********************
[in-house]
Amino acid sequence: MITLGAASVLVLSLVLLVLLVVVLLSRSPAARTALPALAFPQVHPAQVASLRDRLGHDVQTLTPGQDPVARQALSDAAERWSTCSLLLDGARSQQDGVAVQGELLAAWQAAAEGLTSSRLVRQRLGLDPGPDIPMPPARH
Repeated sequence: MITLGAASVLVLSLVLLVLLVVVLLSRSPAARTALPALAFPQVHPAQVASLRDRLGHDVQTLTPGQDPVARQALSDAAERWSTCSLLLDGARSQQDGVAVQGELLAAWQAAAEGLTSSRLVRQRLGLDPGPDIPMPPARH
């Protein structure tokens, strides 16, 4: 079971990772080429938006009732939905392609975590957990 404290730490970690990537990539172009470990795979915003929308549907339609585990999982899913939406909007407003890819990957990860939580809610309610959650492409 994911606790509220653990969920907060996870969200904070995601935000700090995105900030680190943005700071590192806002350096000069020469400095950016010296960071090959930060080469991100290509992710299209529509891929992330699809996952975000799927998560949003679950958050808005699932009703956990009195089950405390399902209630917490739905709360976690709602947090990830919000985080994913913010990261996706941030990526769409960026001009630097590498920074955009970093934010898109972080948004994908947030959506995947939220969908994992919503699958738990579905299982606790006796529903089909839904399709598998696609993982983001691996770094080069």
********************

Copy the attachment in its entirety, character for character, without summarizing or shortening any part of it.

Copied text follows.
[in-house]
Amino acid sequence: MITLGAASVLVLSLVLLVLLVVVLLSRSPAARTALPALAFPQVHPAQVASLRDRLGHDVQTLTPGQDPVARQALSDAAERWSTCSLLLDGARSQQDGVAVQGELLAAWQAAAEGLTSSRLVRQRLGLDPGPDIPMPPARH
Repeated sequence: MITLGAASVLVLSLVLLVLLVVVLLSRSPAARTALPALAFPQVHPAQVASLRDRLGHDVQTLTPGQDPVARQALSDAAERWSTCSLLLDGARSQQDGVAVQGELLAAWQAAAEGLTSSRLVRQRLGLDPGPDIPMPPARH
């Protein structure tokens, strides 16, 4: 079971990772080429938006009732939905392609975590957990 404290730490970690990537990539172009470990795979915003929308549907339609585990999982899913939406909007407003890819990957990860939580809610309610959650492409 994911606790509220653990969920907060996870969200904070995601935000700090995105900030680190943005700071590192806002350096000069020469400095950016010296960071090959930060080469991100290509992710299209529509891929992330699809996952975000799927998560949003679950958050808005699932009703956990009195089950405390399902209630917490739905709360976690709602947090990830919000985080994913913010990261996706941030990526769409960026001009630097590498920074955009970093934010898109972080948004994908947030959506995947939220969908994992919503699958738990579905299982606790006796529903089909839904399709598998696609993982983001691996770094080069």